Decision-making is a critical process in healthcare settings that requires careful consideration of various factors to ensure effective and high-quality care. In nursing practice, decisions to change procedures or practices are often made to improve patient outcomes, enhance efficiency, or adhere to evidence-based practices. This discussion aims to share an example from my nursing practice setting regarding a decision to change a procedure or practice, the steps used in the decision-making process, the evidence considered, and the effectiveness of the change.
In my practice setting, we recently faced a challenge with the administration of medication to patients with dysphagia. Dysphagia is a swallowing disorder that can significantly impact a patient’s ability to safely swallow medications. Previously, our unit had been using oral medication administration for these patients, but this often presented risks and complications, such as medication getting lodged in the throat or aspiration leading to respiratory distress.
To address this issue, a decision was made to explore alternative routes for medication administration in patients with dysphagia. The decision-making process began with a thorough assessment of the current practice and the identification of potential risks and concerns. This initial step allowed us to understand the extent of the problem and the need for change.
The next step involved gathering evidence from various sources. Our team conducted a comprehensive literature review to explore evidence-based practices for medication administration in patients with dysphagia. We consulted reputable resources, such as clinical practice guidelines, research articles, and expert opinion, to gather a comprehensive understanding of the available evidence.
The evidence we considered highlighted several alternative routes for medication administration in patients with dysphagia. These included sublingual administration, transdermal patches, rectal suppositories, and enteral tube feeding. Each route was evaluated based on its safety, efficacy, patient acceptability, and feasibility in our practice setting.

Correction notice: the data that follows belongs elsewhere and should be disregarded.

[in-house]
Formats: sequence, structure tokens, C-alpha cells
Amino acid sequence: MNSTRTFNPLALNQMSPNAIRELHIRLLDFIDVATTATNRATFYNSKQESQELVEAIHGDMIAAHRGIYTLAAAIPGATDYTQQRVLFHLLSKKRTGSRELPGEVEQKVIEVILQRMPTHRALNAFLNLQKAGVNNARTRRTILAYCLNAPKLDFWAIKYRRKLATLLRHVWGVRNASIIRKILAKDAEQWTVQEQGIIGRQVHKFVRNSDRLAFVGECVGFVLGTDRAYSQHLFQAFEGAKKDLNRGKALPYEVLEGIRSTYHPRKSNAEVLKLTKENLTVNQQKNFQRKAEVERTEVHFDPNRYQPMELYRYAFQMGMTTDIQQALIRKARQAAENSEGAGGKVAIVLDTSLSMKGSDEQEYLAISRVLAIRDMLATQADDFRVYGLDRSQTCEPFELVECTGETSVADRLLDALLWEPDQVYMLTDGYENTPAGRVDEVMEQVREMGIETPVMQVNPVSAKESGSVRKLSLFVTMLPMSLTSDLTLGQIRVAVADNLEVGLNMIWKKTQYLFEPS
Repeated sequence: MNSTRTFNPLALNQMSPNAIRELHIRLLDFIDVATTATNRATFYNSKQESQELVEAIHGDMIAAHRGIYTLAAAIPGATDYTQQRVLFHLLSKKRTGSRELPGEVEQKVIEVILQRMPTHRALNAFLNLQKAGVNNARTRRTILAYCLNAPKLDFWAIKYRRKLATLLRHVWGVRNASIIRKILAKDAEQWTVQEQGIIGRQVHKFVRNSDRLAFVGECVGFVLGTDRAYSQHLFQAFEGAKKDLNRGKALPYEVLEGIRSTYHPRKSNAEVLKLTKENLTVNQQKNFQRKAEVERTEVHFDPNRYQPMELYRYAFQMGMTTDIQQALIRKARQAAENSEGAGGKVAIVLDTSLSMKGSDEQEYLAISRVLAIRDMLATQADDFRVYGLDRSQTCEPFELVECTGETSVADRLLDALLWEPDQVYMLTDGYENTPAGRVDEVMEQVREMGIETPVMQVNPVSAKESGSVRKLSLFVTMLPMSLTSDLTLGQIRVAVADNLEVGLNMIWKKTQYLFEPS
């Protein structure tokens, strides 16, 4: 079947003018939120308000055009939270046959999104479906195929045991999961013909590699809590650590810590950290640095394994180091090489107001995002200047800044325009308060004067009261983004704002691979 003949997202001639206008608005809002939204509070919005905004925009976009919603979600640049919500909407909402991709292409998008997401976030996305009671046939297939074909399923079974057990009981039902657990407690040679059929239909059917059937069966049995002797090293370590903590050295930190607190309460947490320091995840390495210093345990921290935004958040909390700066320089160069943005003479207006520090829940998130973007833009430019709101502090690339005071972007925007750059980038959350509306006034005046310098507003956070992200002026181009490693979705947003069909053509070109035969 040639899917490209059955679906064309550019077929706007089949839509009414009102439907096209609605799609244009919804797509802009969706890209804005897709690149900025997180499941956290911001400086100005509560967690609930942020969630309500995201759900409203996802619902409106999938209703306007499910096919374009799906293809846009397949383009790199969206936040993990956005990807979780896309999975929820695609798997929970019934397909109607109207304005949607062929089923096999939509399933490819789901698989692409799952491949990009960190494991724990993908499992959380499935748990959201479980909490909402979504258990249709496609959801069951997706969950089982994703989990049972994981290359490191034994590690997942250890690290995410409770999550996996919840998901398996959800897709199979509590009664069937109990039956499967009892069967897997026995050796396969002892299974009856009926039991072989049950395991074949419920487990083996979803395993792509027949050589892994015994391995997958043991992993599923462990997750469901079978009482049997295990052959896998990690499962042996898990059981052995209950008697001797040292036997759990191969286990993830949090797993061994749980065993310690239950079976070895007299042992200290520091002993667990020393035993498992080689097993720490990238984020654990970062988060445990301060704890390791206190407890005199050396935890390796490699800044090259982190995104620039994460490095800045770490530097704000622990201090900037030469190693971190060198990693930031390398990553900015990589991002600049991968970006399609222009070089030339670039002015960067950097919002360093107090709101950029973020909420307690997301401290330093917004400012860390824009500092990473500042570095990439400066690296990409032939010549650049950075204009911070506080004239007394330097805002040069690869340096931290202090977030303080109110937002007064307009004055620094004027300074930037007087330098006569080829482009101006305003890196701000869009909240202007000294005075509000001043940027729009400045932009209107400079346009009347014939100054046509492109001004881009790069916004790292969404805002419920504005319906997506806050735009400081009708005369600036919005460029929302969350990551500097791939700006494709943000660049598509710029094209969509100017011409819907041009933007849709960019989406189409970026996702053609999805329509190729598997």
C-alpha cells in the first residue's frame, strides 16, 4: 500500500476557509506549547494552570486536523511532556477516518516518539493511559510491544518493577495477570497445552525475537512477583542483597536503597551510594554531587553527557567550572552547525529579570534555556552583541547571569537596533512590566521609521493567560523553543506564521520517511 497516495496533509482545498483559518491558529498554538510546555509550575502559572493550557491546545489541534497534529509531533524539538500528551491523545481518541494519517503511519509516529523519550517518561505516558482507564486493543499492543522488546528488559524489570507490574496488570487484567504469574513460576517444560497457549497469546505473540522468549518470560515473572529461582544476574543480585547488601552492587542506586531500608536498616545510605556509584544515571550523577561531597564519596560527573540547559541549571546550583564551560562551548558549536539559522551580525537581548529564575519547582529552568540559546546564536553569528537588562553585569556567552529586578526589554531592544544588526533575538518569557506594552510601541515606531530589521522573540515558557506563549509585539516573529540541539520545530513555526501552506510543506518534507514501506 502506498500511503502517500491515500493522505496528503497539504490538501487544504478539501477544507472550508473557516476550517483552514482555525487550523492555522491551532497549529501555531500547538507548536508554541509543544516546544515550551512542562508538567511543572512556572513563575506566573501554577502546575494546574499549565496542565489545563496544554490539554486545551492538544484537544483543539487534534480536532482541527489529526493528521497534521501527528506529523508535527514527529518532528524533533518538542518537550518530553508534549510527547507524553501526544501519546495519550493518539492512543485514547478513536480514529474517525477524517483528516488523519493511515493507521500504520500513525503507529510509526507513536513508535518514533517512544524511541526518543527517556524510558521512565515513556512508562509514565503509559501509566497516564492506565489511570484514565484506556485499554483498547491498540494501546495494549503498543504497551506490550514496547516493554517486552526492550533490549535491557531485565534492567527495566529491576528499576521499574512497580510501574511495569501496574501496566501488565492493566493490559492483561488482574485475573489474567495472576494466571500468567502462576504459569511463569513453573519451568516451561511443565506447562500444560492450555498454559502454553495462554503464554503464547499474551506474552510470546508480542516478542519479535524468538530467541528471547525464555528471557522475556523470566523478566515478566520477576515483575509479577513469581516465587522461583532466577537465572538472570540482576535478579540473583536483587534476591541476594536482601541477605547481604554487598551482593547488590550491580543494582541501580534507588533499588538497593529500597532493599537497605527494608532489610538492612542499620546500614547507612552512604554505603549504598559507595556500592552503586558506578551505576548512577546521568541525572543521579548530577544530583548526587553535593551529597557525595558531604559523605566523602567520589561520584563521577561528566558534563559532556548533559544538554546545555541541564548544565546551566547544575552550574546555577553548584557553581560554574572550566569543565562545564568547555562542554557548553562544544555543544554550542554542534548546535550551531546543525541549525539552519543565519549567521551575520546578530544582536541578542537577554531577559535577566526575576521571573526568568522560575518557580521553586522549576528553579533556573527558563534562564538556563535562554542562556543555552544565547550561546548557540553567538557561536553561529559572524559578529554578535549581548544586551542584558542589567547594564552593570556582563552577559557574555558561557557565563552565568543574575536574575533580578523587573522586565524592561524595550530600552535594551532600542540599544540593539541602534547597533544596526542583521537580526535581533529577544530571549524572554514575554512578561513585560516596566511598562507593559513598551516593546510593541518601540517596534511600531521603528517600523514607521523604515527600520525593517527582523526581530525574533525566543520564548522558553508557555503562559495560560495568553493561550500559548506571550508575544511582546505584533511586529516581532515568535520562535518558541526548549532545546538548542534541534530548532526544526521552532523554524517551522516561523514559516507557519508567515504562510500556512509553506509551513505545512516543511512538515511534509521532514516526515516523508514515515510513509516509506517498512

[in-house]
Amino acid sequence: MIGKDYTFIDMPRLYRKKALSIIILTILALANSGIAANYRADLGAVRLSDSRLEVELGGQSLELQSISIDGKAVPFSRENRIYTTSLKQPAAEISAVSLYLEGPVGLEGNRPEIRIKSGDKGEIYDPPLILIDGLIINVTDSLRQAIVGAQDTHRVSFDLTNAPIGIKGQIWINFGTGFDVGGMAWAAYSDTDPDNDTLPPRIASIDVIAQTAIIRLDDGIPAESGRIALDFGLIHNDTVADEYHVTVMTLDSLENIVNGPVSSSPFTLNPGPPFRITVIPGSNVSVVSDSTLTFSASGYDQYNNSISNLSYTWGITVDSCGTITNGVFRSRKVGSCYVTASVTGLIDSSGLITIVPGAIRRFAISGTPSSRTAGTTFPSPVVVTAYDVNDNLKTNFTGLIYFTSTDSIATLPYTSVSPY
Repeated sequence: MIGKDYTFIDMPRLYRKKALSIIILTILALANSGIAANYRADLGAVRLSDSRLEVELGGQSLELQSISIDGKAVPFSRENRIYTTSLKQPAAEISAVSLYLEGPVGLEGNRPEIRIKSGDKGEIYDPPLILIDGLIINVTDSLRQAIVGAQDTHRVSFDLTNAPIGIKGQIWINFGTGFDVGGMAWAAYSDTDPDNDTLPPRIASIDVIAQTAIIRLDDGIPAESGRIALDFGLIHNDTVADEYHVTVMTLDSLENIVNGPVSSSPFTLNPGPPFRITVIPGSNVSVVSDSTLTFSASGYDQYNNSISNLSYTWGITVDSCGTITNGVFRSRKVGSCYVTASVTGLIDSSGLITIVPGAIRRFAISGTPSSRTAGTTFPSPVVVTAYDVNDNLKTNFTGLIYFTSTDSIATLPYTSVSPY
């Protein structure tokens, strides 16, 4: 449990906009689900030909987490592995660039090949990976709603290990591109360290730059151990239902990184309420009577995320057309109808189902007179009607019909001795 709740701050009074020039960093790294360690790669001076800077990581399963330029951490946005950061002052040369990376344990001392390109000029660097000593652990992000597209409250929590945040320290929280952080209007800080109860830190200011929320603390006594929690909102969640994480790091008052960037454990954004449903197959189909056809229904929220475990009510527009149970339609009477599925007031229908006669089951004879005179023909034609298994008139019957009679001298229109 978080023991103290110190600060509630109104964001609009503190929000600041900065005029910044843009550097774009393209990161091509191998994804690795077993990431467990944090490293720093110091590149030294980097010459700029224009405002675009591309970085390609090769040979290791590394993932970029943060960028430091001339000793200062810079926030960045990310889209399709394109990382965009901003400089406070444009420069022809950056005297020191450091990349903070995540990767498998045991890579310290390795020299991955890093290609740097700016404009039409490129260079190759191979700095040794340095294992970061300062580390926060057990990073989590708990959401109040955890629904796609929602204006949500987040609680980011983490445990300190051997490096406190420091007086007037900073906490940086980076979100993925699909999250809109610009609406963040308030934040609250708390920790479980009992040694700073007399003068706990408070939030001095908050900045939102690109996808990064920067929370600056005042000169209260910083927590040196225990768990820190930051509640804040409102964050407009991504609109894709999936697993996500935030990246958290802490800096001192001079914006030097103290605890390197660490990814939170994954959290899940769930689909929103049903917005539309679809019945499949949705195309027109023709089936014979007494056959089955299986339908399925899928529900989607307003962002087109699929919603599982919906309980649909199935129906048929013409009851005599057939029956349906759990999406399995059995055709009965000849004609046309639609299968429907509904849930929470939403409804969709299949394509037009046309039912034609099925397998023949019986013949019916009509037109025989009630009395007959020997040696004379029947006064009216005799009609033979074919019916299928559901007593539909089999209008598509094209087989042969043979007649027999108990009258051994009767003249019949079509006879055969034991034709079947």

After considering the evidence, we conducted a pilot study to assess the feasibility and effectiveness of one specific alternative route – enteral tube feeding. This involved selecting a sample of patients with dysphagia and administering medications through an enteral tube, such as a nasogastric or gastrostomy tube. We monitored for any adverse reactions, assessed patient satisfaction, and collected data on medication absorption and therapeutic outcomes.
The pilot study demonstrated positive outcomes, with patients reporting improved medication tolerance and fewer complications related to swallowing difficulties. Additionally, medication absorption was found to be comparable to oral administration, suggesting the effectiveness of enteral tube feeding as a viable alternative route for medication administration in patients with dysphagia.
Based on the evidence gathered and the positive outcomes of the pilot study, a decision was made to implement the change in practice. This involved updating the medication administration policy and providing education and training to healthcare providers on the new procedure. The implementation phase also included ongoing monitoring and evaluation to ensure adherence to the new practice and to identify any potential issues or areas for improvement.
In conclusion, the decision to change the medication administration procedure in patients with dysphagia involved a systematic and evidence-based approach. The decision-making process included a thorough assessment of the current practice, gathering and evaluating evidence, conducting a pilot study, and implementing the change. The decision was supported by the positive outcomes of the pilot study, demonstrating the effectiveness of enteral tube feeding as an alternative route for medication administration. Regular monitoring and evaluation are ongoing to ensure the sustainability of the change and identify any further improvements.